Source: supplied by publisher via Edelweiss
Formats available: hardcover, ebook, audiobook
Genres: psychological thriller, suspense, thriller
Published by Park Row on September 7, 2021
Purchasing Info: Author's Website, Publisher's Website, Amazon, Barnes & Noble, Kobo, Book Depository
Meet Chloe Sevre. She’s a freshman honor student, a leggings-wearing hot girl next door, who also happens to be a psychopath. Her hobbies include yogalates, frat parties, and plotting to kill Will Bachman, a childhood friend who grievously wronged her.
Chloe is one of seven students at her DC-based college who are part of an unusual clinical study for psychopaths—students like herself who lack empathy and can’t comprehend emotions like fear or guilt. The study, led by a renowned psychologist, requires them to wear smart watches that track their moods and movements.
When one of the students in the study is found murdered in the psychology building, a dangerous game of cat and mouse begins, and Chloe goes from hunter to prey. As she races to identify the killer and put her own plan into action, she’ll be forced to decide if she can trust any of her fellow psychopaths—and everybody knows you should never trust a psychopath.
Never Saw Me Coming is a compulsive, voice-driven thriller by an exciting new voice in fiction, that will keep you pinned to the page and rooting for a would-be killer.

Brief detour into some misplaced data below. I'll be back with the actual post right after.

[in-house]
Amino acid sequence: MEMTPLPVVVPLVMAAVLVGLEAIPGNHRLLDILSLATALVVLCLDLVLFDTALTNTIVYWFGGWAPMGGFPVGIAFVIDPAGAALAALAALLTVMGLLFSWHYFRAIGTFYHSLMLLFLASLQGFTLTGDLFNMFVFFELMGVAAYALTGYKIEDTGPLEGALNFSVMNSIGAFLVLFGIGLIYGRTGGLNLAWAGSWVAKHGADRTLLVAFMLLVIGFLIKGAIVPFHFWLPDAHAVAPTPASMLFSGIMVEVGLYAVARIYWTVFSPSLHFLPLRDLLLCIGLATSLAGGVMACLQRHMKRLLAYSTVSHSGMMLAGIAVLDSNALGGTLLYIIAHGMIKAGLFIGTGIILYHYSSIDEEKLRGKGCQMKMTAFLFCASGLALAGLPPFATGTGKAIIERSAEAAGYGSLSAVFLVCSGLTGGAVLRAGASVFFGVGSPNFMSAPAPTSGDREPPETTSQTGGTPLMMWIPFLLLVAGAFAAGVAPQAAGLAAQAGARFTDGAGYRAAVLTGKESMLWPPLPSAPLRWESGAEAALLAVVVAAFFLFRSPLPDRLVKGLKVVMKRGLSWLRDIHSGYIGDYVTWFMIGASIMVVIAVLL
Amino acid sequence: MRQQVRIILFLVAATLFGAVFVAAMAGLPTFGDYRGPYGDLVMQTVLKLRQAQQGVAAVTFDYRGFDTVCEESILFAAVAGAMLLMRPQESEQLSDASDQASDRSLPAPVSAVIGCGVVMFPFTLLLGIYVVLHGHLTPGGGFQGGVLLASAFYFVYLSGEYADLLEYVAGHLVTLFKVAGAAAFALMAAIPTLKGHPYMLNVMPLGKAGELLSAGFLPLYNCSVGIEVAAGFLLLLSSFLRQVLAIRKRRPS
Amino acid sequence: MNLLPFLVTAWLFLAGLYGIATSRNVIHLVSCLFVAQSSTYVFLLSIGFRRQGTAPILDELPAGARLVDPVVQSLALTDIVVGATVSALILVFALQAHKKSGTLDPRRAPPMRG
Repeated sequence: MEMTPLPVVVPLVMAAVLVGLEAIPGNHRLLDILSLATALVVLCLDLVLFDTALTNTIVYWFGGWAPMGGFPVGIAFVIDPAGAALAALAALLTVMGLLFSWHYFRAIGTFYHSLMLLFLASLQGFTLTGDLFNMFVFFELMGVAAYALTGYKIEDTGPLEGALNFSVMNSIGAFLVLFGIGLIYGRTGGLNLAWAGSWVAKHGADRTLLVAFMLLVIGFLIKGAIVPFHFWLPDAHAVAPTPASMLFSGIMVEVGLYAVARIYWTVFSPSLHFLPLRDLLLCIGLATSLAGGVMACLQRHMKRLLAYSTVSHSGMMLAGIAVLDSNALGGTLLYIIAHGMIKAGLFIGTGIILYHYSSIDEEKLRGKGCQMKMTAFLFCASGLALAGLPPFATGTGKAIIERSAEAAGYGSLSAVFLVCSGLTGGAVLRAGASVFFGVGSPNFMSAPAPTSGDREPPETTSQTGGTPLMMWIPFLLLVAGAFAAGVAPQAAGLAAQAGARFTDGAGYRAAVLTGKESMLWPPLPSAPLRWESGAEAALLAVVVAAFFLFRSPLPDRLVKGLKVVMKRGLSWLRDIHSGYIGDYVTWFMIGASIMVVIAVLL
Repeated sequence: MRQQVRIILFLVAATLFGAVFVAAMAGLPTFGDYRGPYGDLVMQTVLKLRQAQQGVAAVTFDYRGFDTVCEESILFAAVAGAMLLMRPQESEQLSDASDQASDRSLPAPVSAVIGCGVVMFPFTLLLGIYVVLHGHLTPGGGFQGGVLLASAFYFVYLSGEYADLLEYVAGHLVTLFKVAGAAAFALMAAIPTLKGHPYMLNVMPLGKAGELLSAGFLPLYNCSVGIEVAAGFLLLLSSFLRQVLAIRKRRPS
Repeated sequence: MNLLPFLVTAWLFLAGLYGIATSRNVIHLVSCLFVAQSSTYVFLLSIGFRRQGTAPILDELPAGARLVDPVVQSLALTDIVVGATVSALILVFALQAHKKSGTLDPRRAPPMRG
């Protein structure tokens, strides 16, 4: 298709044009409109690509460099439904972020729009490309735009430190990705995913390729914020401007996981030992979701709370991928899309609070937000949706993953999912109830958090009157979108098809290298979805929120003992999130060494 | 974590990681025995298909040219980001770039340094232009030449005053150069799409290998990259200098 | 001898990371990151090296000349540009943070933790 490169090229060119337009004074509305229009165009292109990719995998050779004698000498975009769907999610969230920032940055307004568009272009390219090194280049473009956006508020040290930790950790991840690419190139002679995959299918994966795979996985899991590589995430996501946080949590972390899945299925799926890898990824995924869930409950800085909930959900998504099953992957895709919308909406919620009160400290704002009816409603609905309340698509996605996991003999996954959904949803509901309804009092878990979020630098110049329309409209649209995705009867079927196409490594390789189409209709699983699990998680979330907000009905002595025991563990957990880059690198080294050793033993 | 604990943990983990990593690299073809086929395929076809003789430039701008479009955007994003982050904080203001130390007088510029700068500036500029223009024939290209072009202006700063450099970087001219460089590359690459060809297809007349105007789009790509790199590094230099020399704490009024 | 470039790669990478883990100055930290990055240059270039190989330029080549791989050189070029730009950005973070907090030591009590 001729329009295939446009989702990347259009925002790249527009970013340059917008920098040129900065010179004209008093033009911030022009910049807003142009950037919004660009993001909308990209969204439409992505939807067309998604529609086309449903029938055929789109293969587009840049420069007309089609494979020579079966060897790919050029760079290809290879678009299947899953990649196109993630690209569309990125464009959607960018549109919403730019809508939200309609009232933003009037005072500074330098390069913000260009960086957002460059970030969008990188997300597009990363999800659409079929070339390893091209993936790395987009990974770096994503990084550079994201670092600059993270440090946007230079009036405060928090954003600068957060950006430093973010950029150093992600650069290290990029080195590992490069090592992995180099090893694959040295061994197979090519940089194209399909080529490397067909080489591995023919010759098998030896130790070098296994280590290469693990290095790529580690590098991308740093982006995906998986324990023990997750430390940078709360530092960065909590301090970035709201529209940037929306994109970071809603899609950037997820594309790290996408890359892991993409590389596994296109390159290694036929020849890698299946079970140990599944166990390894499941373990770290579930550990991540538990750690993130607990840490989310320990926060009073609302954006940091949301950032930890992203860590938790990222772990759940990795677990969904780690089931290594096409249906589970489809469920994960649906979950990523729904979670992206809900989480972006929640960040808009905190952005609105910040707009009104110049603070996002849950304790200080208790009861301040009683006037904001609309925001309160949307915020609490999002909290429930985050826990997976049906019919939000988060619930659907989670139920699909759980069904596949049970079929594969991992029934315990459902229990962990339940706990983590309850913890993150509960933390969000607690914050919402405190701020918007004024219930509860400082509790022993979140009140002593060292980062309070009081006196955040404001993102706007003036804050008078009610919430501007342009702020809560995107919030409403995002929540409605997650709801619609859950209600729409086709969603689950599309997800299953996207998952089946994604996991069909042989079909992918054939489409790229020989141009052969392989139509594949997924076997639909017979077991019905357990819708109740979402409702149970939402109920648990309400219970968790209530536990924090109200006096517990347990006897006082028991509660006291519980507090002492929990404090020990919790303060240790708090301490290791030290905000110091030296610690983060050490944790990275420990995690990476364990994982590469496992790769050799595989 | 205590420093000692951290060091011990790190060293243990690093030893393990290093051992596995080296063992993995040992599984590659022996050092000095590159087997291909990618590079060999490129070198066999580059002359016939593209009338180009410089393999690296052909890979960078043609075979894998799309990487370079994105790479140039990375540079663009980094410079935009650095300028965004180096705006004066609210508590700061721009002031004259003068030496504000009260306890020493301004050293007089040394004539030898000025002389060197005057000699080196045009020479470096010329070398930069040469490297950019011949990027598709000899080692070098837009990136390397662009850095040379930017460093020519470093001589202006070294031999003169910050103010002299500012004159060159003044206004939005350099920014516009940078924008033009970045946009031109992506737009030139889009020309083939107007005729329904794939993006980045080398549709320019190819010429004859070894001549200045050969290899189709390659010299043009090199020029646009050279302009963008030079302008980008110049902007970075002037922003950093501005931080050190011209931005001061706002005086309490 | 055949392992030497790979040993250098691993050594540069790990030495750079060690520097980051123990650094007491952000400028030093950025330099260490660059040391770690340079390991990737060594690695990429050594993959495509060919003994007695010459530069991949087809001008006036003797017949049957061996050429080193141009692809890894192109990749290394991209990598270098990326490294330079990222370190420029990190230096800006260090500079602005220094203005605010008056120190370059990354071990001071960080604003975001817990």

The collective noun for a group of psychopaths is a sling. It’s a necessary bit of trivia for this story, because the fictional DC-based John Adams University has given full-ride scholarships to seven students who have been officially diagnosed as psychopaths.
In other words, there’s a sling of psychopaths at John Adams, and it looks like one of them is bent on killing the other six. Because, after all, that’s what psychopaths are best known for in the popular imagination – being serial killers. So just as the saying goes that it takes a thief to catch a thief, it seems as if it takes a psychopath to knock off a sling of psychopaths.
But just as psychopaths are lacking empathy for others, it would seem like a story about one psychopath killing several others would not contain many, well, empathetic characters. So it’s more than a bit of a surprise for the reader to find themselves not just following the point of view of several members of the group, but feeling for them, more than they feel for each other, if not for themselves.
That is part of why they are there, or at least why they got those full-rides. They are part of a study, conducted by a respected psychologist who studies, naturally, psychopaths, to see if there are ways that psychopaths can work their way around their lack of empathy, compassion and even conscience in order to live relatively normal lives.
Something that obviously won’t happen if one of their number bumps off the rest in this multidimensional cat and mouse game where ALL the participants believe that they are the cats – only to discover they were the mice after all.
Escape Rating B+: This book, like Local Woman Missing a few months ago, is a book I picked up because it was recommended by someone in my reading group. I don’t read a ton of thrillers and this sounded interesting.